Limit lines indicate 95% CIs. The reference group was patients with HIV infection with a CD4 cell count of 500/μL or more and an undetectable HIV-1 RNA of less than 500 copies/mL (indicated by the vertical line).
eTable. Clinical Classification System Groupings of Common Major Surgical Procedures Representing Multiple Surgical Specialties Performed on Patients in the Veterans Aging Cohort Study Virtual Cohort (VACS-VC)
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King JT, Perkal MF, Rosenthal RA, et al. Thirty-Day Postoperative Mortality Among Individuals With HIV Infection Receiving Antiretroviral Therapy and Procedure-Matched, Uninfected Comparators. JAMA Surg. 2015;150(4):343–351. doi:10.1001/jamasurg.2014.2257
Antiretroviral therapy (ART) has converted human immunodeficiency virus (HIV) infection into a chronic condition, and patients now undergo a variety of surgical procedures, but current surgical outcomes are inadequately characterized.
To compare 30-day postoperative mortality in patients with HIV infection receiving ART with the rates in uninfected individuals.
Design, Setting, and Participants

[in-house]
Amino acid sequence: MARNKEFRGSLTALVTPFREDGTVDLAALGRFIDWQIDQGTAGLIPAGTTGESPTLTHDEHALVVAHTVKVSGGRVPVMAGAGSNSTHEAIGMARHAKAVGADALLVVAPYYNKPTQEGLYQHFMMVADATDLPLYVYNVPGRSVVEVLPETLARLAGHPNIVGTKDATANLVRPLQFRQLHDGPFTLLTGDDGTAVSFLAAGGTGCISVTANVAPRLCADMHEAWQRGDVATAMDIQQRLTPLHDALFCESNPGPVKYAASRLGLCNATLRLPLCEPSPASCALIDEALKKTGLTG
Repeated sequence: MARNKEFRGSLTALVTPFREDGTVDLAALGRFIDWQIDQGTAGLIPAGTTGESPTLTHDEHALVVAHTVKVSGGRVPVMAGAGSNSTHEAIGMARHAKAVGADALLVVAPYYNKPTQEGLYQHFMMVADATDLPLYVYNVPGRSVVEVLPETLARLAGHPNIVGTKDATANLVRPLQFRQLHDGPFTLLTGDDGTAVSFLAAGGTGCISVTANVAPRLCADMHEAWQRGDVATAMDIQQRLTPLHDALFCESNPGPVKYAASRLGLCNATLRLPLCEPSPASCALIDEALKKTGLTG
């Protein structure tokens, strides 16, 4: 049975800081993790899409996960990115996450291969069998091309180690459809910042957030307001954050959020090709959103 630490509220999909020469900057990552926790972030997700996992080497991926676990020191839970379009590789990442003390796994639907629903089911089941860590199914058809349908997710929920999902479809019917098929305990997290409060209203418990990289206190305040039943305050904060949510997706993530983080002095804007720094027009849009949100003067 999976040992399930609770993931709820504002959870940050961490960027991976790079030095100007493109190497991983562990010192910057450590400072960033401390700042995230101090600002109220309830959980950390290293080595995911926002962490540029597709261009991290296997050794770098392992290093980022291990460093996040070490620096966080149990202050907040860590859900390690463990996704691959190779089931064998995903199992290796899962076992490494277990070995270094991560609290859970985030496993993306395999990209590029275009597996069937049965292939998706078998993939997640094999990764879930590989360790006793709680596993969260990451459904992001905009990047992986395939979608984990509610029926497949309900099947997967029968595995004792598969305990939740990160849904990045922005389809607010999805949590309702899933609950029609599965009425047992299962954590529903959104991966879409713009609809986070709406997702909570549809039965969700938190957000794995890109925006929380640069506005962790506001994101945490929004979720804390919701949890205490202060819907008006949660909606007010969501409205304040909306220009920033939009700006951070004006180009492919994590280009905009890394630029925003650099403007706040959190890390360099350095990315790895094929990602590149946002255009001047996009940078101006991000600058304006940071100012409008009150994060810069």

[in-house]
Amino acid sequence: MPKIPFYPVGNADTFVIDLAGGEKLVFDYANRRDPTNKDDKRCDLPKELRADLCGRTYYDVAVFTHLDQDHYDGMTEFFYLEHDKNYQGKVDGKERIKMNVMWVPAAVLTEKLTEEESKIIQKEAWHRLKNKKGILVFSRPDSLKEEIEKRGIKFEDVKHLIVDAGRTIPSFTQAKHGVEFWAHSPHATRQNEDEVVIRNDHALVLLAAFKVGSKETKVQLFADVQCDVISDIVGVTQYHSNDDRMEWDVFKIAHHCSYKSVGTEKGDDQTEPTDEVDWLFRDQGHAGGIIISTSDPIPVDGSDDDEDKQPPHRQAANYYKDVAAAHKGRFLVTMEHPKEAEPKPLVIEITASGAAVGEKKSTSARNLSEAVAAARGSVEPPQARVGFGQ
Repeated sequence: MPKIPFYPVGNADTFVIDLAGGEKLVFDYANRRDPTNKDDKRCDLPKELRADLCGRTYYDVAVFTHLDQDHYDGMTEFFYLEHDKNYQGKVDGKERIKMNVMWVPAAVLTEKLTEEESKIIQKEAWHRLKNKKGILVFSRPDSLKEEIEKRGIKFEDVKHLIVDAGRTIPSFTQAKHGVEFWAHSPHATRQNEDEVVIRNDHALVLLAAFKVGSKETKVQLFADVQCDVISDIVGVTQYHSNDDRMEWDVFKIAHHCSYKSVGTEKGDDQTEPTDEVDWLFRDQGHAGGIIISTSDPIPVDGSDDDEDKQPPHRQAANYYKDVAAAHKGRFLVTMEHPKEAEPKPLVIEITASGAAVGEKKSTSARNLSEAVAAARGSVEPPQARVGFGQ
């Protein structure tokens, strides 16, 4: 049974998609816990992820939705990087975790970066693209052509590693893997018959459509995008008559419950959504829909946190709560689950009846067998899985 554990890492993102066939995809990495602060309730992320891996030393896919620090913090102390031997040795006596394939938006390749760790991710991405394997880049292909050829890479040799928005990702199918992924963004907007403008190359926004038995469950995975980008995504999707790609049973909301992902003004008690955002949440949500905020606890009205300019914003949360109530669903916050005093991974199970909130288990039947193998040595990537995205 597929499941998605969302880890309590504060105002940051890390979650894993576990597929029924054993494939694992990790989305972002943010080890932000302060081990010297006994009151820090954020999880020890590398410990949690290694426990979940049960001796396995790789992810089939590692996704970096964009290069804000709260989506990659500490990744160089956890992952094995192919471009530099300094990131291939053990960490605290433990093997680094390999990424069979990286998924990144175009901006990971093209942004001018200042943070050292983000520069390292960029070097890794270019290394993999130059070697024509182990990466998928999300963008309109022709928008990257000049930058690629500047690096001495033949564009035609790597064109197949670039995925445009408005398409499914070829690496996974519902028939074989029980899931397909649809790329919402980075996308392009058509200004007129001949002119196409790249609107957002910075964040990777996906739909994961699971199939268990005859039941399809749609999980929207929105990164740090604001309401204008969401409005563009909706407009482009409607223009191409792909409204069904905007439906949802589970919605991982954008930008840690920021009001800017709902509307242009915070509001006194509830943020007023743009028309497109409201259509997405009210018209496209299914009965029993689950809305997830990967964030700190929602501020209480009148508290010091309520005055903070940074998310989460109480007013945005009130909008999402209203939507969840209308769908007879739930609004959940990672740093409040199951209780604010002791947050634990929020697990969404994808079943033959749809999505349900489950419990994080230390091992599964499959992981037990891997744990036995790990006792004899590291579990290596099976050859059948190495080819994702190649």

Retrospective analysis of nationwide electronic medical record data from the US Veterans Health Administration Healthcare System, October 1, 1996, to September 30, 2010. Common inpatient surgical procedures were grouped using the Healthcare Cost and Utilization Project Clinical Classification System to match HIV-infected and uninfected patients in a 1:2 ratio. Data on 1641 patients with HIV infection receiving combination ART who were undergoing inpatient surgery were compared with data on 3282 procedure-matched, uninfected comparators. Poisson regression models of 30-day postoperative mortality were adjusted for procedure year, age, Charlson Comorbidity Index score, hemoglobin level, albumin level, HIV infection, CD4 cell count, and HIV-1 RNA level.